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Employment Contracts

Contracts of employment, statement of terms, contracts - whatever you want to call them; if you employ staff, you need them.

No Kevin, we're not kidding you.


Employers are required by law to provide their employees with a contract of employment on or before the employee's first day of work.

Not only is it a legal requirement but you, as the employer, benefit greatly from having contracts in place. Your contracts govern the working relationship between you and your employee. It's a great point of reference for the terms of employment and it helps you set the boundaries of the working relationship.


Your employee is entitled to receive their contract on or before their first day of work. We recommend that our clients sent a contract at the point of offering a job to someone. So it makes sense to have your contract drafted at the point where you start looking for someone to work for you.


This depends on several things including your budget, your time and your experience in drafting legally binding documents. The best way to get a contract drafted is through a HR or employment law professional. This is because the professionals understand exactly what is required for your business and your role and can help you draft your contracts in such a way that you're not left exposed, legally speaking. We support our clients with contracts all the time and we usually get them done within 2 weeks or less.

You can, of course, opt for the cheap/free options of pinching a template from Google, but be warned! Not all those templates are up to date or even legally enforceable.


For an employee working within the UK, your contracts should include the following as a minimum (not necessarily in this order):

  • the employee and employer name

  • the start date of employment

  • the date the employee’s continuous employment started

  • the method, rate or scale in place for pay calculations

  • the intervals for payment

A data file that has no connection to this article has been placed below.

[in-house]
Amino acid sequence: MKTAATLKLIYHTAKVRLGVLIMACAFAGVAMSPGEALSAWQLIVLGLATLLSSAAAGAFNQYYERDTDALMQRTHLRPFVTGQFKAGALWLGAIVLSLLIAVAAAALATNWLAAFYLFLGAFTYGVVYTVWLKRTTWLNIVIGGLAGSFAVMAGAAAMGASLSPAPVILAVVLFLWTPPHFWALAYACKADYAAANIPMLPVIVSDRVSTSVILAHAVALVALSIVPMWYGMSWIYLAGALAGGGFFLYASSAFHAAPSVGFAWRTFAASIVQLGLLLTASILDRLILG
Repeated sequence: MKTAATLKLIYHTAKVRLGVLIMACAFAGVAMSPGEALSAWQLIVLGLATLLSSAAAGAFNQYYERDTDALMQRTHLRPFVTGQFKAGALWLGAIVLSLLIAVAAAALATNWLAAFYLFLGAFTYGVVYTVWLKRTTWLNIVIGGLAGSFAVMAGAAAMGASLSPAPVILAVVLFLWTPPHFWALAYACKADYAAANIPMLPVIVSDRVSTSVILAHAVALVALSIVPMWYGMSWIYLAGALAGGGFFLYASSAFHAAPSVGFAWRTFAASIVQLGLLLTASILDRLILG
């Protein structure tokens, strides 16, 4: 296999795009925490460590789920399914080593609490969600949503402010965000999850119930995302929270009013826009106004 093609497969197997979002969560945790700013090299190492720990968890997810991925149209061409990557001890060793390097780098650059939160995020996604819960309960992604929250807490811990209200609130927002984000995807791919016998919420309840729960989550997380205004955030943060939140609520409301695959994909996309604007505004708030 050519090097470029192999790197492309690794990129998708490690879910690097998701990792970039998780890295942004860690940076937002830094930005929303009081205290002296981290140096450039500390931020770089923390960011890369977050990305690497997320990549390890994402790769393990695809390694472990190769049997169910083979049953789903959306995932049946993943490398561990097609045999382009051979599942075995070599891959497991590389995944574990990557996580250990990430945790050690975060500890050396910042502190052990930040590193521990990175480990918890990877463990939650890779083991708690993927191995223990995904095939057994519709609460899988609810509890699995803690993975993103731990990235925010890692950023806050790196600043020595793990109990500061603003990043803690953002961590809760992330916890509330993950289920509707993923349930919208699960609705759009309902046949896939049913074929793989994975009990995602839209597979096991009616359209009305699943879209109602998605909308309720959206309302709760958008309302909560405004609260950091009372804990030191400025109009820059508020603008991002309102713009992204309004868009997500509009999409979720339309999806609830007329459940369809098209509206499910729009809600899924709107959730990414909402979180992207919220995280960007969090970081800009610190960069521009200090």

• terms and conditions relating to working hours such as normal working hours

  • holiday entitlement and details relating to public holidays and holiday pay

  • sick pay and incapacity for work provisions

  • details of pensions and pension schemes

  • the duration of notice to be given to, or provided by, the employee to terminate employment

  • job title or description of the role

  • the expected duration of non-permanent work or the date upon which fixed-term work will end

  • the normal place of work or address details of the employer

  • details of any collective agreements which directly affect the terms and conditions of the individual

  • rules and procedures relating to disciplinary (or referring to a separate accessible document where these are located) and

  • identifying the person to whom to raise a grievance or appeal against a disciplinary decision.

  • the terms and conditions relating to work will extend to cover terms relating to normal hours of work, days of the week the worker will be required to work and whether these days/hours may vary

  • terms relating to other forms of paid leave such as family-friendly leave

  • details of other employee benefits, not just those relating to pay, such as benefits in kind or financial benefits

  • terms relating to probationary periods including those in relation to length and conditions

  • details of training provision and requirements.


Once you have issued the contract you should remind your employee that you need a signed copy returned to you to confirm acceptance of the terms.

When you receive your signed copy back, you should store it on the employee's personnel file. This can be a paper based file within a locked and secure filing cabinet or an electronic file with security processes and limited access permissions.


If you need help with your contracts - get in touch with Lilac HR.

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